CoffeeCrew Blog

Eat, Drink and Love
Like there's no tomorrow.
Because, hey, time you cannot borrow.

Transitioning the chapters of life - Chapter one - hey, what's with the bow tie? · 16.03.19 by colin newell

I was sitting with my lovely wife Andrea at the Fernwood Coffee House today at noon. Between bites of a breakfast egg bagel and sips of black coffee (and her sampling her London Fog…) we reflected on the passage of time – and how we grow and change.

Cutting to the chase: “What’s with the bow tie?” She asked.

Right. Bow ties, in the 21st Century trigger a lot of different responses – and it all depends on where you are. I work at a University (in IT) and in my wandering between classroom buildings, my lab and the cafe, my attire is usually business casual; in the Springtime, shirt and slacks – in the summer, an Aloha shirt and blue jeans. I never, ever wear shorts. What I wear is dependant on the day of the week and the time of year. Many places, schools, Universities and colleges have a casual Friday. We have flipped that on its ear and do a formal Friday. Some of the staff wear ties, scarves, fancier head gear and yes, even bow ties. It is simply a timeless look that works anywhere at anytime. At least that is what I tell myself. Today, while popping into a bookstore for some items, I was asked by the staffer at the counter if I was “going to a birthday party…” “Uhm… no I hesitated then I realized that I was dressed as a magician that would be going to a birthday party! Impression, then response!

Truth be told, Victoria B.C. is not an urban centre with a high awareness of fashion. Go to an opera in Victoria and the listener next to you is just as likely to be dressed for a hike or a dig of the root vegetables in the back garden. And not that this offends me much – actually it offends me a bit. I truly believe that clothing is not about elitism (at least entirely…) and more about the expression of “I care about my appearance!”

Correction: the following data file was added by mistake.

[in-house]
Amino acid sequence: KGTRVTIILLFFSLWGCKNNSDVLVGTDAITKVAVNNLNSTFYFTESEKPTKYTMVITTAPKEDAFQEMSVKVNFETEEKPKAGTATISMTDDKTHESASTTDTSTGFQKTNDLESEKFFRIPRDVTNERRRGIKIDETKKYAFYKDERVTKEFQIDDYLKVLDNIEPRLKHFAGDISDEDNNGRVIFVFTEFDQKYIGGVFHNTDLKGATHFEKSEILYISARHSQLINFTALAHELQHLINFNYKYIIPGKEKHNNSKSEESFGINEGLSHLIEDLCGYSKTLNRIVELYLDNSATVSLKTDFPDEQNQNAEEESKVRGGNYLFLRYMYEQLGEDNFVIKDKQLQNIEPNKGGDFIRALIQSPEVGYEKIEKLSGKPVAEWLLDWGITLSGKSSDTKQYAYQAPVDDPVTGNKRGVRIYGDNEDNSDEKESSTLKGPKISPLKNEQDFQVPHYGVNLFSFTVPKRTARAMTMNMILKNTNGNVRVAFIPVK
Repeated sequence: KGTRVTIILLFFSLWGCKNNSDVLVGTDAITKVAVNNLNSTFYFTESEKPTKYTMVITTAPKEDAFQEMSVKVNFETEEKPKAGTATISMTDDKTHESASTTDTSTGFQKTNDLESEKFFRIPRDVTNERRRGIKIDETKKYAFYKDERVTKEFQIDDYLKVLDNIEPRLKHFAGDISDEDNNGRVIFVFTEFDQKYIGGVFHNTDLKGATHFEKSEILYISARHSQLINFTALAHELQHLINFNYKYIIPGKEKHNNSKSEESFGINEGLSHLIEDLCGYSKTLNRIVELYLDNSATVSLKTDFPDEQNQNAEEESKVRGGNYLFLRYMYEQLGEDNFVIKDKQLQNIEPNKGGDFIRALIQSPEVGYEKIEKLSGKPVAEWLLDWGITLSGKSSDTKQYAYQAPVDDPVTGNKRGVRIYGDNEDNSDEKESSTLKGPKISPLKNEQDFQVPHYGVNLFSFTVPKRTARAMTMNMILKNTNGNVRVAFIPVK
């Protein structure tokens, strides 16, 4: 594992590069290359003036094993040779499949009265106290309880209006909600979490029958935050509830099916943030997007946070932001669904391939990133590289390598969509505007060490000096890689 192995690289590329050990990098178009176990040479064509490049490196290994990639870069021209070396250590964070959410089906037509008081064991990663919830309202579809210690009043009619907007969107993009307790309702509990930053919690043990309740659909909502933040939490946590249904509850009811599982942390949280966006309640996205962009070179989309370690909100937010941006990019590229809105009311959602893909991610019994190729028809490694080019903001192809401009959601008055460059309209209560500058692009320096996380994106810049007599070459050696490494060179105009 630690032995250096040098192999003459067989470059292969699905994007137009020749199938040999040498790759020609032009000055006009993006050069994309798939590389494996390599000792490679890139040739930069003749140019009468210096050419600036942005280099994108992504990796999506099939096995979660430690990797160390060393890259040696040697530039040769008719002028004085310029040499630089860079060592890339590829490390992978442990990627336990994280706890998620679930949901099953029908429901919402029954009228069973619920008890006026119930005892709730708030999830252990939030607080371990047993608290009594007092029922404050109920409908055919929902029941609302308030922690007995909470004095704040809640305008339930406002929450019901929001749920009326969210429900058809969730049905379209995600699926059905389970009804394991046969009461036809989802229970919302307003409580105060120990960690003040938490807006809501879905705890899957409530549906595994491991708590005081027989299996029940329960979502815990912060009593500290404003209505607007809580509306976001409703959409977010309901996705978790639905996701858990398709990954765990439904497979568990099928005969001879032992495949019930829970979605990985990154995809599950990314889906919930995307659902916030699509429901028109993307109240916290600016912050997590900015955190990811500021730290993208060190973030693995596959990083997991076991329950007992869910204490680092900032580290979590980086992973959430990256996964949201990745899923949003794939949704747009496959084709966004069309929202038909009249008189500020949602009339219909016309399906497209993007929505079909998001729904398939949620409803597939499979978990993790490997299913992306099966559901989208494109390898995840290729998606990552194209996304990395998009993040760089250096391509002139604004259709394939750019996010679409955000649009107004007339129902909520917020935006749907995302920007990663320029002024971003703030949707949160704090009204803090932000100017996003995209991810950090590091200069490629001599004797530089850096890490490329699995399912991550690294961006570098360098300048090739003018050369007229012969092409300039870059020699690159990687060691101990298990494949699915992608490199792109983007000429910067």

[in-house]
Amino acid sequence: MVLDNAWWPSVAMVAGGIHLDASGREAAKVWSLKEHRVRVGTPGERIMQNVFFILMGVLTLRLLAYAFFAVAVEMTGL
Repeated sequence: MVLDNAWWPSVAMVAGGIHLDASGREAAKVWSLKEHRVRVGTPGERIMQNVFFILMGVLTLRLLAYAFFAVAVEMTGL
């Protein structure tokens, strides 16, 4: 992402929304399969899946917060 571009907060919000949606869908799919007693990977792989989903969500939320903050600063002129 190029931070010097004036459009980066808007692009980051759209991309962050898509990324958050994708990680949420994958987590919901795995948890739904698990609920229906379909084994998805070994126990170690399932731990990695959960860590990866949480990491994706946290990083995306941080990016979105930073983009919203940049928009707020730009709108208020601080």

And yes, I am an extrovert and I am a bit of an attention suck. For what other reason would I pay attention to fashion trends and make an effort to stand out… well, at least a bit. “But where does this begin?” she asked.

“Well!” I exclaimed as I took a lung full of air.

In 1979 while attending a series of courses at one of the local colleges, I noticed a 21 year old classmate who stood out from the rest. He was wearing a Harris Tweed sport coat. I’d seen elbow padded professors wearing these beat up old classics but I thought it was their exclusive reservation. It’s wasn’t and on this blue jean clad student, it worked. It got me thinking about how we make impressions based on the image that we present. My career choices would always put me in contact with the general public so I had to craft some kind of “package” – over time, this “look” would evolve into a fashion forward sense that changed with the times. My 1st suit for my first date near the Christmas of 1980 would be a cotton corduroy thing from a mall Mens store. It was a modest beginning. Interestingly, I did not buy a tie for this outfit and my date at the time reminded me of the necessity of achieving “balance”. There could be no balance with a three piece suit and no tie.